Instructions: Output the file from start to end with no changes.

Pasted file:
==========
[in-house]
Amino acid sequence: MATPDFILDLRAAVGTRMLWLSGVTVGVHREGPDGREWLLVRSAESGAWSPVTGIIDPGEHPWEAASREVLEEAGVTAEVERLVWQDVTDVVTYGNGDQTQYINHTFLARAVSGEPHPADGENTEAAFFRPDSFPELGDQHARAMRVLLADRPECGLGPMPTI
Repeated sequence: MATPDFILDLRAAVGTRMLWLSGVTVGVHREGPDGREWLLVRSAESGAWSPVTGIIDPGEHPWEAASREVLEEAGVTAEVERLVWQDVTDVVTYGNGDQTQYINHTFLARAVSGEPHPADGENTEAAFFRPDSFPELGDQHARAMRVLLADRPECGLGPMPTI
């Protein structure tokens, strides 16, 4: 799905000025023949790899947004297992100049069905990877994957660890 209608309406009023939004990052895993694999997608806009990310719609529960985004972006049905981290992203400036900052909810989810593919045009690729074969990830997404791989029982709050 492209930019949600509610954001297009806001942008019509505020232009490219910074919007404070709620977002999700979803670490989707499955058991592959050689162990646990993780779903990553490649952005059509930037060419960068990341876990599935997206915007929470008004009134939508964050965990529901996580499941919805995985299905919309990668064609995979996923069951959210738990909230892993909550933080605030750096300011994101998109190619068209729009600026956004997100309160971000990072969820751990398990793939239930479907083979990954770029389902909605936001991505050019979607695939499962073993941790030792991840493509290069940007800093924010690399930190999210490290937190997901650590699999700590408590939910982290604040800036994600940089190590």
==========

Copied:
[in-house]
Amino acid sequence: MATPDFILDLRAAVGTRMLWLSGVTVGVHREGPDGREWLLVRSAESGAWSPVTGIIDPGEHPWEAASREVLEEAGVTAEVERLVWQDVTDVVTYGNGDQTQYINHTFLARAVSGEPHPADGENTEAAFFRPDSFPELGDQHARAMRVLLADRPECGLGPMPTI
Repeated sequence: MATPDFILDLRAAVGTRMLWLSGVTVGVHREGPDGREWLLVRSAESGAWSPVTGIIDPGEHPWEAASREVLEEAGVTAEVERLVWQDVTDVVTYGNGDQTQYINHTFLARAVSGEPHPADGENTEAAFFRPDSFPELGDQHARAMRVLLADRPECGLGPMPTI
């Protein structure tokens, strides 16, 4: 799905000025023949790899947004297992100049069905990877994957660890 209608309406009023939004990052895993694999997608806009990310719609529960985004972006049905981290992203400036900052909810989810593919045009690729074969990830997404791989029982709050 492209930019949600509610954001297009806001942008019509505020232009490219910074919007404070709620977002999700979803670490989707499955058991592959050689162990646990993780779903990553490649952005059509930037060419960068990341876990599935997206915007929470008004009134939508964050965990529901996580499941919805995985299905919309990668064609995979996923069951959210738990909230892993909550933080605030750096300011994101998109190619068209729009600026956004997100309160971000990072969820751990398990793939239930479907083979990954770029389902909605936001991505050019979607695939499962073993941790030792991840493509290069940007800093924010690399930190999210490290937190997901650590699999700590408590939910982290604040800036994600940089190590």